• steve Link

    I just choose that incident because you would know about it. There are many other instances around the country where police tortured blacks. LA, Philly, Louisiana, NYC, etc. In medicine the belief that blacks dont suffer pain like white people so they dont need pain medicines was still prevalent during my career and in studies we still see black patients undertreated. People concentrate on police shootings but if you look at the use of unnecessary force even the police in their own reports show it happens more often with black people. In your own writings you talk about how your city government colludes with gangs to not solve problems.

    Then at lower levels there is a lot fo stuff you just wont see because you are comfortably white. Lookout the recent David French piece. He was well supported in a nice white church. Then they adopted a 2 y/o black child. Church got less friendly. He became a never Trumper. Church got a lot less friendly. How did a lot fo that get expressed? It consisted of racist pictures sent to him and his wife. Kids telling them I couldn’t come to play because black people arent safe. (A 6 y/o black kid raised by white parents.) Then they had writings from a prominent minister in their denomination sent to them about how blacks were inferior and they were better off when they were slaves.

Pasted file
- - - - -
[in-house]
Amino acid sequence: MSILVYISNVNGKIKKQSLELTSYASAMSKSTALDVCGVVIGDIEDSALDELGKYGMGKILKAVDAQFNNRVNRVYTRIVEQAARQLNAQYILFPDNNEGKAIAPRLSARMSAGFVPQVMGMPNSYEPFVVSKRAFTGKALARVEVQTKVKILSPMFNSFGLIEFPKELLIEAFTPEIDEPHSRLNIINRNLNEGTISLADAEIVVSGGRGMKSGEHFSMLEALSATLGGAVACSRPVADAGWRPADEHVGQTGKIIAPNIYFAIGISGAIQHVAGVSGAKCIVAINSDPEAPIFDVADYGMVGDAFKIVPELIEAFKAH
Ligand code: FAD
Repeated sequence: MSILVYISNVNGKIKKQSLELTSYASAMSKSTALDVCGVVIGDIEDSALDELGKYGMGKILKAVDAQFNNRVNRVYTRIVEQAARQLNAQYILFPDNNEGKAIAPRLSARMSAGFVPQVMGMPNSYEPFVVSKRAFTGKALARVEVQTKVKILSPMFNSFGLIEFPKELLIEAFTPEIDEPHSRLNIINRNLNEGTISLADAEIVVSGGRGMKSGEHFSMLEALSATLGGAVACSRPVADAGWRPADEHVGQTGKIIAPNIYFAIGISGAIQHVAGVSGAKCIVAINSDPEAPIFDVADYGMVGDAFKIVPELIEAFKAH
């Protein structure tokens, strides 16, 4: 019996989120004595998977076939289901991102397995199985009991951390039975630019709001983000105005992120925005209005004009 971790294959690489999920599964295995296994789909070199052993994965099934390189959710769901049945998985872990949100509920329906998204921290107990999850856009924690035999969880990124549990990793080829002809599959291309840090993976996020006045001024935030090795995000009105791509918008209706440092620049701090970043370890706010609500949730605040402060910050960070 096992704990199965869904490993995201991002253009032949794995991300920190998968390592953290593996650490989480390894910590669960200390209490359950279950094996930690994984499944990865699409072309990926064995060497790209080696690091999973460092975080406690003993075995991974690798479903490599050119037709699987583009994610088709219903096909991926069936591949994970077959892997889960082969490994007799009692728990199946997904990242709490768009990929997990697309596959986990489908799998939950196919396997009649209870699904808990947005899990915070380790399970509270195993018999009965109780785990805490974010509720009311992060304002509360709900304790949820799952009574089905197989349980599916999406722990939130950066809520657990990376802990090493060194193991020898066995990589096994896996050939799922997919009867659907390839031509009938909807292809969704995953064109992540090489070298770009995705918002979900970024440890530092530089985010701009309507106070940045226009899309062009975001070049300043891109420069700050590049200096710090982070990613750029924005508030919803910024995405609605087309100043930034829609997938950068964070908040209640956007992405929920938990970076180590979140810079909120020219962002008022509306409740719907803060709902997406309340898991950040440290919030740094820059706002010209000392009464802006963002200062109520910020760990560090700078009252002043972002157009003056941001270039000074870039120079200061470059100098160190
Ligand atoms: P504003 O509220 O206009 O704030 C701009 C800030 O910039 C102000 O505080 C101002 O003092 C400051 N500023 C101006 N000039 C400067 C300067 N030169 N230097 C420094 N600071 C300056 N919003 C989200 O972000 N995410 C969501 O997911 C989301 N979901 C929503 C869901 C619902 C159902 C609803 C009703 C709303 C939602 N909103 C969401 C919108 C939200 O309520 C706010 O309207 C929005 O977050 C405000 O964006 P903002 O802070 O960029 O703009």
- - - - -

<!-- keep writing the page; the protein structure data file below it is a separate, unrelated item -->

French claims to have been shocked that this existed in his church, which recently canceled him. Probably not so shocking for black people.

    Steve

  • Piercello Link

    Race, while real, is a subset of Identity.

    But Identity, being simultaneously real (visceral) and constructed (abstract), is a far larger category than mere race.

    Our myopic focus on subcomponents of Identity–race, religion, intelligence, partisanship, and so on–precludes our solving societal problems.

    Why is it hard to fix?

    Because human decision-making (def: “the entire mindspace between inputs & actions”) universally blends Habit, Instinct, Reason, and Emotion (HIRE).

    The entire HIRE decision-making construct is invisibly shot through with, you guessed it, Identity!

    Habit intersects with Identity